Imagine a student so viscerally immersed in learning that it’s dizzying. Literally. That’s the power of using virtual reality in the classroom, and it’s capturing the attention of K–12 educators.
In the past few years, more schools have begun using immersive technology to bring classroom curricula to life. From one classroom, any student can be transported to the Pyramids of Giza or to holding a virtual human heart. There’s great potential for these simulated experiences to transform the delivery of educational content, improve learning outcomes, and democratize learning itself.
Sound complicated and costly? It depends, in part, on if schools can use existing devices. There are also different degrees of VR.
What is VR?
Immersive learning isn’t exactly new. The classic red View-Master made popular in the 1970’s offered the thrill of, “simply pull the lever to cycle through a reel of stunning 3D images.” How far we’ve come since those static shots of the Grand Canyon and Disneyland.
Today’s VR works on the premise of creating difference degrees of a virtual world – real or imagined. It allows users to not only see that world, but also interact with it, or basically, live it. That kind of immersion provides better motivation for students to fully comprehend information.
In classroom furniture, he says that manifests in pieces that are more mobile, more flexible, and with more adaptive uses for active learners who can’t sit still. “The classroom design itself allows for traditional and more-modern teaching styles, but the furniture can be moved around to work for all.”
How VR in Education Benefits Learning
VR can be applied to any subject. Though still just a complementary tool to enhance learning, that thinking is shifting as the volume of content increases, and teachers and students feel the excitement around it, according to one Edutopia article.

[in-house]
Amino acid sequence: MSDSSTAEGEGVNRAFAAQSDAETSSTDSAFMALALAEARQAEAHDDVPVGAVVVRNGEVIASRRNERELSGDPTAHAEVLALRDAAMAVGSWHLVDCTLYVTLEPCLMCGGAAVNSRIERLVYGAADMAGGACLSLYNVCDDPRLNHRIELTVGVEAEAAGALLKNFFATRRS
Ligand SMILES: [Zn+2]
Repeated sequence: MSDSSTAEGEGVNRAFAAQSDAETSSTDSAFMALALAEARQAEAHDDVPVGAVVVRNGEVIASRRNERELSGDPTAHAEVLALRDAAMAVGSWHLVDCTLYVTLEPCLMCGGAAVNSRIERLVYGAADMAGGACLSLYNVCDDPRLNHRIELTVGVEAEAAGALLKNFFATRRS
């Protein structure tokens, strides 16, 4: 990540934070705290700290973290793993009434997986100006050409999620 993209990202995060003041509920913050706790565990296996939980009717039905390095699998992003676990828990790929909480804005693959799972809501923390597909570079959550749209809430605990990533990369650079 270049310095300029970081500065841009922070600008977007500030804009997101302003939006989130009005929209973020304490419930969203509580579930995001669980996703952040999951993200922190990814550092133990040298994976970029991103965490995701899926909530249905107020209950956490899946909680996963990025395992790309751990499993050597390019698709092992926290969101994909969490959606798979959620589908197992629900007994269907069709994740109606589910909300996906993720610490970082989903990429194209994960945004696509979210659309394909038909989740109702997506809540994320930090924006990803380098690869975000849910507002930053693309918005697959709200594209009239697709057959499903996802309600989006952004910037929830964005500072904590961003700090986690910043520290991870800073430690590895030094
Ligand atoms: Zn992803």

VR advocates see big benefits in moving learning beyond fact retention to being immersed in experiential scenarios. Maya Georgieva is the co-founder of Digital Bodies, a group that researches and consults on VR for education. She said VR requires less cognitive load for a student to process information.
“For children, it often takes time to create a mental model of what they are learning. Virtual reality provides them with a stepping stone – and possibly a leap – to connect the dots.” Furthermore, “We are hearing from teachers unanimously that these experiences generate more questions and more engagement in students.”
Three Types of VR
The language of VR can get complex and it’s still evolving. Travis Hoium, co-founder of REM5 Virtual Reality Laboratory in Minneapolis, said he and his team educate a lot of curious teachers and administrators who’ve never done VR. As well as open to the public, REM5 hosts happy hours to show the technology to teachers. The lab also consults with schools.
“There’s no great way to describe VR until you put on a headset and try it. Our lab lets educators give it a try. We hear a lot of, ‘Awwwww. Now I see how I could use this.’”
Despite that, Hoium said the industry is still in its infancy in schools. The learning curve, space and cost are all factors for schools. But it’s changing. REM5 is seeing more school field trips and recently collaborated with a few local school teachers to create a virtual geometry program.
“Teaching about volume, edges, faces, and other three dimensional concepts are tough when teaching tools are built for a 2D world.” He provided this quick primer on three types of VR:
A headset creates an illusory environment that completely surrounds the viewer and commands the senses. Hoium further breaks this down into “360-degree video,” where the user can look around, but not physically move around. There’s also “full VR,” which allows the user to walk around and use hand-held motion controllers.
MIXED REALITY/DIGITAL EXPERIENCE
This is the merging of the real world and virtual worlds to produce new environments and visualizations where physical and digital objects co-exist and interact in real time. For example, a student can hold an actual hockey stick to interactive with a virtual hockey arena seen on the headset.
AUGMENTED REALITY (also known as AUGMENTED VIRTUALITY)
This eliminates the headset. Instead, students hover a tablet or smartphone over a 2D imagine in print to get a 3D view. An example would be passing a mobile device over a diagram of a human brain in a textbook to rotate a virtual 3D model.
VR is Evolving Fast. Stay Current.
As with all technology, VR and it applications are evolving. To get the best sense of what the technology can and can’t do, Hoium strongly suggests educators give it a personal try before investing, and if they do purchase, also make a commitment to maintenance.
“It really is a great medium for putting yourself in someone else’s shoes.” He has high hopes for continuing to make VR accessible for entertainment and education.